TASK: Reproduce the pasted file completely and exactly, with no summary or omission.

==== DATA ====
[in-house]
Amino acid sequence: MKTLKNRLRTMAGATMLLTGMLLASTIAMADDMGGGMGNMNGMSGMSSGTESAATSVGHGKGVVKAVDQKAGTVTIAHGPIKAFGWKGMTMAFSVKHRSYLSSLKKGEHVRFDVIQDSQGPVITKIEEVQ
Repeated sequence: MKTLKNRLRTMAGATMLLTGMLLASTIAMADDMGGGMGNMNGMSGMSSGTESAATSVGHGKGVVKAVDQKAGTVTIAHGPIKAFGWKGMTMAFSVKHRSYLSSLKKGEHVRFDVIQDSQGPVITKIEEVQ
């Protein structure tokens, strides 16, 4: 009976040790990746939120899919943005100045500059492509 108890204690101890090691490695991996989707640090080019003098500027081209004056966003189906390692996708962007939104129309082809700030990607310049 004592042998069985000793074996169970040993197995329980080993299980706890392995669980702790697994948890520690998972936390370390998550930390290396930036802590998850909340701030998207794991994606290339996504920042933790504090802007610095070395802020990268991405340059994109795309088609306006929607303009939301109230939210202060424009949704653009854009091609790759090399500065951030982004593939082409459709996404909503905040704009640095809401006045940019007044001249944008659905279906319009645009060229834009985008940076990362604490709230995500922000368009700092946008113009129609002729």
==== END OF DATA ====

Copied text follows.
[in-house]
Amino acid sequence: MKTLKNRLRTMAGATMLLTGMLLASTIAMADDMGGGMGNMNGMSGMSSGTESAATSVGHGKGVVKAVDQKAGTVTIAHGPIKAFGWKGMTMAFSVKHRSYLSSLKKGEHVRFDVIQDSQGPVITKIEEVQ
Repeated sequence: MKTLKNRLRTMAGATMLLTGMLLASTIAMADDMGGGMGNMNGMSGMSSGTESAATSVGHGKGVVKAVDQKAGTVTIAHGPIKAFGWKGMTMAFSVKHRSYLSSLKKGEHVRFDVIQDSQGPVITKIEEVQ
């Protein structure tokens, strides 16, 4: 009976040790990746939120899919943005100045500059492509 108890204690101890090691490695991996989707640090080019003098500027081209004056966003189906390692996708962007939104129309082809700030990607310049 004592042998069985000793074996169970040993197995329980080993299980706890392995669980702790697994948890520690998972936390370390998550930390290396930036802590998850909340701030998207794991994606290339996504920042933790504090802007610095070395802020990268991405340059994109795309088609306006929607303009939301109230939210202060424009949704653009854009091609790759090399500065951030982004593939082409459709996404909503905040704009640095809401006045940019007044001249944008659905279906319009645009060229834009985008940076990362604490709230995500922000368009700092946008113009129609002729």